Load the turbovnc module to enable vnc commands:

$ module load turbovnc/2.2.1

Start a vnc session:

$ vncserver

NOTE: The first time you start vncserver you will be prompted to create a password to access your vnc desktops. This can be anything you like. Should you choose to change it in the future simply delete the file ~/.vnc/passwd, and the next time you start a vnc session you will be prompted to recreate a password.

You may also be prompted to setup a different, view-only password. This is for instances where you'd like to invite others to view your desktop, but others' keystrokes would be disabled. If you choose to set up a view-only password, use a password that you would feel comfortable sharing with others.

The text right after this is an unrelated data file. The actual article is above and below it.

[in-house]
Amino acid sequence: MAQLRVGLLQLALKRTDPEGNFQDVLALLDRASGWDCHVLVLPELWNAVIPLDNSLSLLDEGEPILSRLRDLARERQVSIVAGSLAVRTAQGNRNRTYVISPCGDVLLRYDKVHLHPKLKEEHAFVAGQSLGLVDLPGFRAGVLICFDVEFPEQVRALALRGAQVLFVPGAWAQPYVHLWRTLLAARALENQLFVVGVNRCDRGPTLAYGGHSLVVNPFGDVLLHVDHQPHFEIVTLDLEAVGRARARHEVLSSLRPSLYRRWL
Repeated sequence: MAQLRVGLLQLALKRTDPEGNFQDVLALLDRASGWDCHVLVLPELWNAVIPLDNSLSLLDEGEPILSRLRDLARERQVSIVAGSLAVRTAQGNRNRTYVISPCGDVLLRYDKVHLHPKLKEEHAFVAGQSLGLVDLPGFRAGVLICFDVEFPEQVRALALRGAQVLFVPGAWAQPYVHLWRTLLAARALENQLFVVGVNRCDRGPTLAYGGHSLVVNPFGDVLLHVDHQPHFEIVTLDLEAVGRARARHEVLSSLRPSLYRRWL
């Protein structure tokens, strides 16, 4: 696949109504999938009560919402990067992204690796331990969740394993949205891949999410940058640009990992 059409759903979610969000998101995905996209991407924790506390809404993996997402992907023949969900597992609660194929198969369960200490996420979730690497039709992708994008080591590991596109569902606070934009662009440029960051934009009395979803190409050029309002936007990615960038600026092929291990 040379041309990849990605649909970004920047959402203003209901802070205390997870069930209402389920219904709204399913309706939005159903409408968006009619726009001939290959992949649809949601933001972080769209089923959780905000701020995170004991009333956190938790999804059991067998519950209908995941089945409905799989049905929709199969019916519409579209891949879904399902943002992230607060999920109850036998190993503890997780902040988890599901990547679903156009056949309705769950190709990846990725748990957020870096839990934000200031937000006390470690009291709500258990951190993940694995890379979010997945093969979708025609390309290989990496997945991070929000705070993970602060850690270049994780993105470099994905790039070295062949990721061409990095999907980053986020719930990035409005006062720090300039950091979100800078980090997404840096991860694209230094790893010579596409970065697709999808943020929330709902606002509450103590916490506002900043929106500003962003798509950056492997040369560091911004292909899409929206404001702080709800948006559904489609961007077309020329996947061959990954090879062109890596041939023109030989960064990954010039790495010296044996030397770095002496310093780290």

You should get an output that looks like this:

Desktop 'TurboVNC: (NetID)' started on display

Creating default startup script /home/NetID/.vnc/xstartup.turbovnc
Starting applications specified in /home/NetID/.vnc/xstartup.turbovnc

Log file is /home/NetID/.vnc/

Note the session number from your output. In the above example the session number is :1. You can always check what vnc session(s) you have open with the following command:

$ vncserver -list
TurboVNC server sessions:
:1 18966


3. Connect to Your VNC Session on Tigressdata, From Your Computer

In this step we'll use the TurboVNC viewer application (downloaded in step 1) to connect to the graphical desktop on Tigressdata.

i. First, open an ssh tunnel to your vnc session on Tigressdata.

  • a. Open a new ssh shell window, and from your local machine (i.e. not in Tigressdata) set up a a new ssh tunnel. This is necessary because TurboVNC is not encrypted.